, NAIROBI, Kenya, Nov 9 – Finance Minister Uhuru Kenyatta on Monday exonerated Treasury of any breach of law in the procurement of 120 Volkswagen Passat vehicles for senior government officials.
Appearing before the Parliamentary Accounts Committee (PAC), Mr Kenyatta said that the Finance Ministry was not involved in tendering for the vehicles but only used pre-qualified tenders approved by the Supplies Officer at the Ministry Public Works.
The Minister said that there was no personal preference on CMC motors as the supplier as alleged by some politicians and a section of PAC members. He said the Ministry only used the framework available which is legally the responsibility of the Ministry of Public Works.
“The tender notice was advertised by the Ministry of Public Works on July 13,” said Mr Kenyatta who is also a Deputy Prime Minister.
“The Minister for Finance has no interests in CMC Motors whether personally or by proxy, directly or indirectly. The purchase passes the test of integrity, transparency, accountability and public confidence as set in the law.”
Mr Kenyatta introduced the 1800cc Passat models during this year’s Budget Speech in an ambitious measure to cut government expenditure by Sh2 billion annually.
Replacement of the fuel guzzlers by the Passat started towards the end of last month and is currently ongoing.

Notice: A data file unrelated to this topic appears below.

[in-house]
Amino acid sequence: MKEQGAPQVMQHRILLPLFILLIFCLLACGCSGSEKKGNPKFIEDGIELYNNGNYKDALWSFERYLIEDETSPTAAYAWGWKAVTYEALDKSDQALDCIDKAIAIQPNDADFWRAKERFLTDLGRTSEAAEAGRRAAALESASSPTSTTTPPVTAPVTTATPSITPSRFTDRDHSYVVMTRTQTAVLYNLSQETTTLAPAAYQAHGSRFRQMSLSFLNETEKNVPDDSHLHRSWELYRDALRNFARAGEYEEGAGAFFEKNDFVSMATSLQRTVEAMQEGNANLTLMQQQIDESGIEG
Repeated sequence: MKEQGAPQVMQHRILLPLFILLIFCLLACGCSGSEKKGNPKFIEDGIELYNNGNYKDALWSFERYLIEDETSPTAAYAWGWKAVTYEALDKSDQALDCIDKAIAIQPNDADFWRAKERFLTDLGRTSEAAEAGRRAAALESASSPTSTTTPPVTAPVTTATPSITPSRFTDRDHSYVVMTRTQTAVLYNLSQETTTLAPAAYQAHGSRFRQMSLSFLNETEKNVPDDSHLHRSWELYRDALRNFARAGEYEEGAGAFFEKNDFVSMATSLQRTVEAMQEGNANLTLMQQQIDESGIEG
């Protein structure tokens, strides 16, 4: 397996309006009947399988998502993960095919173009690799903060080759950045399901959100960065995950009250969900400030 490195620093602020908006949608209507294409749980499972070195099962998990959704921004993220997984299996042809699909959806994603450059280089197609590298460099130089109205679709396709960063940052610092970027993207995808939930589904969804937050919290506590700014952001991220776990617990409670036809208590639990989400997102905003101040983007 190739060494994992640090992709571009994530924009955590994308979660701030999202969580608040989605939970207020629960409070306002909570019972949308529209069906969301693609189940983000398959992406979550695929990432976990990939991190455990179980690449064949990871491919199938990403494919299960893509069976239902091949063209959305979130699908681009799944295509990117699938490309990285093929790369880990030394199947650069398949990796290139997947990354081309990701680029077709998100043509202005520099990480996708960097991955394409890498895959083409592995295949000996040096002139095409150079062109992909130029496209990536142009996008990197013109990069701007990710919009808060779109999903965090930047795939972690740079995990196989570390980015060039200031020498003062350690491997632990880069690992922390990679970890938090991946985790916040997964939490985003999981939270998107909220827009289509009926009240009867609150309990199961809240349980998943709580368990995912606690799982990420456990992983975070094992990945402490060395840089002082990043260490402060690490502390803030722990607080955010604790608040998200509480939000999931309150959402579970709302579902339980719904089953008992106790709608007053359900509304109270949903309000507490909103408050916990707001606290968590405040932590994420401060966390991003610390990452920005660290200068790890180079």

Members of Parliament have however raised fingers with the choice of the CMC Motors with some alleging that the procurement was done through single sourcing. Others had alleged that the Sh3.7 million per vehicle spent by the government was way above the marker rate.
The DPM however dispelled the claims saying that the Sh2.3 million price being quoted was duty free and could not apply since the government abolished the free duty rule three years ago.
“The Mercedes you people have been referring to at Sh3.4 is duty free. The duty paid price for the same is Sh6.2 million which is over Sh2 million more compared to the Passat,” he said.
Mr Kenyatta was backed by a battalion of technocrats from Treasury led by Permanent Secretary Joseph Kinyua.
There were however queries on why the Treasury used prequalification tenders for the 2008/2009 in the procurement. “Was there a meeting at Treasury to discuss the extension of the tender?” questioned Tharaka MP Muiru Mburi.
“It is the job of the Supplies Officer to ensure that there is a pre-qualified tender at any time. The law provides for any extension when need arises,” said the Finance Minister clarifying that the extension was done by the Supplies Officer and not Treasury officials.